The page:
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In the ‘90s, tough-on-crime politicians predicted a wave of teenage “super predators,” and they built juvenile halls and camps to prepare.
But the wave never came — in fact, juvenile crime has been on the decline — and ideas about how the juvenile justice system should work changed. As a result, juvenile detention facilities in San Diego County are virtually empty.
San Diego County’s four juvenile detention facilities can hold 855 young people at capacity, but on a recent Wednesday, they held just 311 youths, reports VOSD’s Will Huntsberry. Just eight years ago, the numbers of kids locked up in the county was three times as high.
Huntsberry delves into the reasons behind the decline and looks at how the county will use all the empty space.
This week, a former social science teacher at La Jolla Country Day School was arrested in the Bay Area on three felony counts of sexual misconduct with a minor, NBC 7 reports. Although the charges were filed locally, it’s not clear where and when the alleged crimes took place, or if concerns were ever raised when he taught in La Jolla.
The teacher’s new private school employer in San Jose told NBC 7 that the charges were filed after that school had completed a background check.
Getting records of sexual misconduct investigations conducted by public schools can be difficult and may require litigation, but getting misconduct records from private schools is even harder. Private schools aren’t subject to California’s public records laws, and educators often aren’t required to have a teaching credential. Only when cases land in civil or criminal court does the public get to see behind the private school curtain.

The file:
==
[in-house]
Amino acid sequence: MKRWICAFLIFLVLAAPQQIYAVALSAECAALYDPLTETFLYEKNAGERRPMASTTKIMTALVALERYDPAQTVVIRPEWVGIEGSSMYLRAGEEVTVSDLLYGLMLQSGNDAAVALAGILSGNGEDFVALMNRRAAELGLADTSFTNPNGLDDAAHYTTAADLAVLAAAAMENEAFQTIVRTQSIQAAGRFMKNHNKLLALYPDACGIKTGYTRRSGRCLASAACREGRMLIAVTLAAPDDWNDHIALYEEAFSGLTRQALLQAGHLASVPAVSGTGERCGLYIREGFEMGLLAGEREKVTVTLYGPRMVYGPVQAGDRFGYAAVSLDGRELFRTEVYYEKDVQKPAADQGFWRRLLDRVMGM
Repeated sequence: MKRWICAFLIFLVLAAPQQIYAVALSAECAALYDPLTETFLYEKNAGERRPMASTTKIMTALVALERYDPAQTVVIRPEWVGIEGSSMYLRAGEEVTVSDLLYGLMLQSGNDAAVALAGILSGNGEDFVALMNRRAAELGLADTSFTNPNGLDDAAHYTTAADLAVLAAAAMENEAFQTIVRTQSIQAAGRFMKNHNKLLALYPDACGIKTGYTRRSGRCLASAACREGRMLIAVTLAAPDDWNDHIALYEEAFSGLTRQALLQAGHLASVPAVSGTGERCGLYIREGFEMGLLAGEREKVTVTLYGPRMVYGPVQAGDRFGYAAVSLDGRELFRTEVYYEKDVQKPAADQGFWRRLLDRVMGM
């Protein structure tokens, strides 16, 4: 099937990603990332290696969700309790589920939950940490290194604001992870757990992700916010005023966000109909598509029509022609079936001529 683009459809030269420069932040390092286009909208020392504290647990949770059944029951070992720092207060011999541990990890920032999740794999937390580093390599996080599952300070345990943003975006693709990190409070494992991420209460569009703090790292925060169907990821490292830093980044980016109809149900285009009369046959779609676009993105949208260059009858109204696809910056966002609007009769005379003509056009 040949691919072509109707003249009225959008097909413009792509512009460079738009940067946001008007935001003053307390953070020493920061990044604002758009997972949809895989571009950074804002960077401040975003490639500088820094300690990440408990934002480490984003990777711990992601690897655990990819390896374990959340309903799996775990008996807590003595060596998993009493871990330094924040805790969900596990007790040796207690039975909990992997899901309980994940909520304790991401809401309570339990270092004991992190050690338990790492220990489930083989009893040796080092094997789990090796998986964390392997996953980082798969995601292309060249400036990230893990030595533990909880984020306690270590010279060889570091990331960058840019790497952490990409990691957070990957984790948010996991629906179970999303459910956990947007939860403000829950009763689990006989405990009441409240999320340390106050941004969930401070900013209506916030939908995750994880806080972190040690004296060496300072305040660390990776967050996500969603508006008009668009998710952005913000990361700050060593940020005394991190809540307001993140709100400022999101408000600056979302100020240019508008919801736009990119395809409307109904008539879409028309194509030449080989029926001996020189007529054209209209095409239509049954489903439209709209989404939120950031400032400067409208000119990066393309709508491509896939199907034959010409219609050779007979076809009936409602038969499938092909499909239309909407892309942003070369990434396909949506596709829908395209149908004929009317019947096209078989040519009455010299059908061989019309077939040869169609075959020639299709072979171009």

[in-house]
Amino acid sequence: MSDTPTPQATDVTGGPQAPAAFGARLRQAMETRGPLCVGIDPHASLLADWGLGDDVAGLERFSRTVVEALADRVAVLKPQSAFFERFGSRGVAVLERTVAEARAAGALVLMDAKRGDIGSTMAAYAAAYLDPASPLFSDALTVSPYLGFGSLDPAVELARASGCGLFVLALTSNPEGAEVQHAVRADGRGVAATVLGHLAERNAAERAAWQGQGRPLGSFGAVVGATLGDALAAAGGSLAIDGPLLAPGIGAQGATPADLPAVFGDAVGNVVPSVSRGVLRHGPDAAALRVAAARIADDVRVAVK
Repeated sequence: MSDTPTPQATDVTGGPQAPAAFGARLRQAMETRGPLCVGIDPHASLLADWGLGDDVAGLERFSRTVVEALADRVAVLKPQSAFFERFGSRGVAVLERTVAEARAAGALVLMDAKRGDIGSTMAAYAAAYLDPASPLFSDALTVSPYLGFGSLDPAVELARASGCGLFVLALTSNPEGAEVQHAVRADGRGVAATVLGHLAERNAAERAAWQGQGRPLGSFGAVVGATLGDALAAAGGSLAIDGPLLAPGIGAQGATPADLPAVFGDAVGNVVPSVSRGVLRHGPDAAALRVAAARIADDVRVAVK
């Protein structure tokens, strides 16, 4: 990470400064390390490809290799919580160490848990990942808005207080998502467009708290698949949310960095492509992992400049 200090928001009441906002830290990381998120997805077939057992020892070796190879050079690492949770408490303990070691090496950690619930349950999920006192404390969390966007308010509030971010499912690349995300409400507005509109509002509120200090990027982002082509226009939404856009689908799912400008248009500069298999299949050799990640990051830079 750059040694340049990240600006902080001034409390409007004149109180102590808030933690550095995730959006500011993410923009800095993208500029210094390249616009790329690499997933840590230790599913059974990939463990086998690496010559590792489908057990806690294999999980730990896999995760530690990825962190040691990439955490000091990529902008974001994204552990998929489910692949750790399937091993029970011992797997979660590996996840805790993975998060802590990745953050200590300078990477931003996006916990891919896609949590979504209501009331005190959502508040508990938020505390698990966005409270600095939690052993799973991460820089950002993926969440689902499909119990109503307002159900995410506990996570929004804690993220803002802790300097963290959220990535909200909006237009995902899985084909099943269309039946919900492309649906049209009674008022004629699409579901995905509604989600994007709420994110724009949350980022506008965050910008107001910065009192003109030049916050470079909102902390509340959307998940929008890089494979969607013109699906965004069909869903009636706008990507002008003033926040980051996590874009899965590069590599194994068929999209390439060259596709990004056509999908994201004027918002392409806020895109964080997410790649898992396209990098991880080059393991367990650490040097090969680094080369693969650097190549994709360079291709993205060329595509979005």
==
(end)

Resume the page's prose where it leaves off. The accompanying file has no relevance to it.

The details of the case are still unknown, but it’s not unheard of for public or private school teachers investigated for sexual misconduct to take another teaching job elsewhere. Victim advocates call the practice “passing the trash” when schools enable employees to do so with things like confidentiality agreements.
City Councilman Chris Cate wants the Trump administration to make recycling a high priority in trade talks with China because the city has too much waste. In the past, San Diego sent most of its recyclables to China. But China recently imposed new restrictions on recycled material coming from abroad. That threatens to increase city waste management expenses and could cause paper, plastics and metals to be thrown into landfills rather than reused.
Cate outlined his thoughts on Thursday in a letter to Treasury Secretary Steven Mnuchin.
President Trump’s protectionist trade policies have previously draw criticism from other politicians in San Diego, which is the largest city in the country with a Republican mayor. Mayor Kevin Faulconer, for instance, has repeatedly talked about the importance of trade with Tijuana.
The Morning Report was written by Maya Srikrishnan and Jesse Marx, and edited by Sara Libby.